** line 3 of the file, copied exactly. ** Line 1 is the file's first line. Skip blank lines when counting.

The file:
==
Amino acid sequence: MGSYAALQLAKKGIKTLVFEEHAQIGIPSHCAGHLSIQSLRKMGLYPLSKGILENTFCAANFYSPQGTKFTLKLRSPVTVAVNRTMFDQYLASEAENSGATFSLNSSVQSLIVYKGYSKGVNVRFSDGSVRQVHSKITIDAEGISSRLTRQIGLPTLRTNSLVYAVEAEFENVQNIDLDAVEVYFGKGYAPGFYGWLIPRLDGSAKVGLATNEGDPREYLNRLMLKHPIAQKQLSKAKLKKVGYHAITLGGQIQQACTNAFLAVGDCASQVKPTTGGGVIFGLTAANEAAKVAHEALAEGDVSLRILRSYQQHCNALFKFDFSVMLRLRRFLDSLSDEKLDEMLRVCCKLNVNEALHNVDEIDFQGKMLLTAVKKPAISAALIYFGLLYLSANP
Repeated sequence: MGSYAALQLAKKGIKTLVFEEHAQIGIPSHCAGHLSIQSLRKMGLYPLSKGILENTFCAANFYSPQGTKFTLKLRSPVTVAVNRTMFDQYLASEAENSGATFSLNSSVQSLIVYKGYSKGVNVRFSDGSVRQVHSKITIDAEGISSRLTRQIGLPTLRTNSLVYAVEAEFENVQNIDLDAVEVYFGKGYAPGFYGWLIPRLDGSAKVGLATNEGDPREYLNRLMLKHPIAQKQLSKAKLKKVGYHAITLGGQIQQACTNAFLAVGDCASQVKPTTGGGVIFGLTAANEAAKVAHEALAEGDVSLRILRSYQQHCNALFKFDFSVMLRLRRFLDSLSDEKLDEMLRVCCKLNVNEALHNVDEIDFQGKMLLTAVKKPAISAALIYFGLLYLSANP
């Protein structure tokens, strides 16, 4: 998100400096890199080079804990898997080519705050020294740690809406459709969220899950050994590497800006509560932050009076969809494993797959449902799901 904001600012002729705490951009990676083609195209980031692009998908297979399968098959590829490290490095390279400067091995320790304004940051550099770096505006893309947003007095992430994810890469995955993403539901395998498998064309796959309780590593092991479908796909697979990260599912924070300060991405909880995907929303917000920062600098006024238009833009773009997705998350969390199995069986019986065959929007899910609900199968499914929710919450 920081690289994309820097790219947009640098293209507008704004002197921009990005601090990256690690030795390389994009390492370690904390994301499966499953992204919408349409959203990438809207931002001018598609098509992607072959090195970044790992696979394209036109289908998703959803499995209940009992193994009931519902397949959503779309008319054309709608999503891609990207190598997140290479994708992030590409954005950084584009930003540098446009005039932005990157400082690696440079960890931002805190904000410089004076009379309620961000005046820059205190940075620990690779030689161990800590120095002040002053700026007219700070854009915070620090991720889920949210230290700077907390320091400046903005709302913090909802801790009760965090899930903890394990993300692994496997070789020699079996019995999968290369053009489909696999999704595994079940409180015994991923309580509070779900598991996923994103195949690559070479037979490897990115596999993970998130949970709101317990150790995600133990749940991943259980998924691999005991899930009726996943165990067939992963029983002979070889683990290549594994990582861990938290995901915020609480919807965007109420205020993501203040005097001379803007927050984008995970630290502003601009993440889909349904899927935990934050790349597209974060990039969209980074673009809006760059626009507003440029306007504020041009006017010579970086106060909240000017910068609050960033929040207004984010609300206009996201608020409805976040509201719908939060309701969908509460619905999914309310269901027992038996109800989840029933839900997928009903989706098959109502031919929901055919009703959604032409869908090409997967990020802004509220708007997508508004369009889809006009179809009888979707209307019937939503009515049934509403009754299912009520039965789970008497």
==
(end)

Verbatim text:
């Protein structure tokens, strides 16, 4: 998100400096890199080079804990898997080519705050020294740690809406459709969220899950050994590497800006509560932050009076969809494993797959449902799901 904001600012002729705490951009990676083609195209980031692009998908297979399968098959590829490290490095390279400067091995320790304004940051550099770096505006893309947003007095992430994810890469995955993403539901395998498998064309796959309780590593092991479908796909697979990260599912924070300060991405909880995907929303917000920062600098006024238009833009773009997705998350969390199995069986019986065959929007899910609900199968499914929710919450 920081690289994309820097790219947009640098293209507008704004002197921009990005601090990256690690030795390389994009390492370690904390994301499966499953992204919408349409959203990438809207931002001018598609098509992607072959090195970044790992696979394209036109289908998703959803499995209940009992193994009931519902397949959503779309008319054309709608999503891609990207190598997140290479994708992030590409954005950084584009930003540098446009005039932005990157400082690696440079960890931002805190904000410089004076009379309620961000005046820059205190940075620990690779030689161990800590120095002040002053700026007219700070854009915070620090991720889920949210230290700077907390320091400046903005709302913090909802801790009760965090899930903890394990993300692994496997070789020699079996019995999968290369053009489909696999999704595994079940409180015994991923309580509070779900598991996923994103195949690559070479037979490897990115596999993970998130949970709101317990150790995600133990749940991943259980998924691999005991899930009726996943165990067939992963029983002979070889683990290549594994990582861990938290995901915020609480919807965007109420205020993501203040005097001379803007927050984008995970630290502003601009993440889909349904899927935990934050790349597209974060990039969209980074673009809006760059626009507003440029306007504020041009006017010579970086106060909240000017910068609050960033929040207004984010609300206009996201608020409805976040509201719908939060309701969908509460619905999914309310269901027992038996109800989840029933839900997928009903989706098959109502031919929901055919009703959604032409869908090409997967990020802004509220708007997508508004369009889809006009179809009888979707209307019937939503009515049934509403009754299912009520039965789970008497």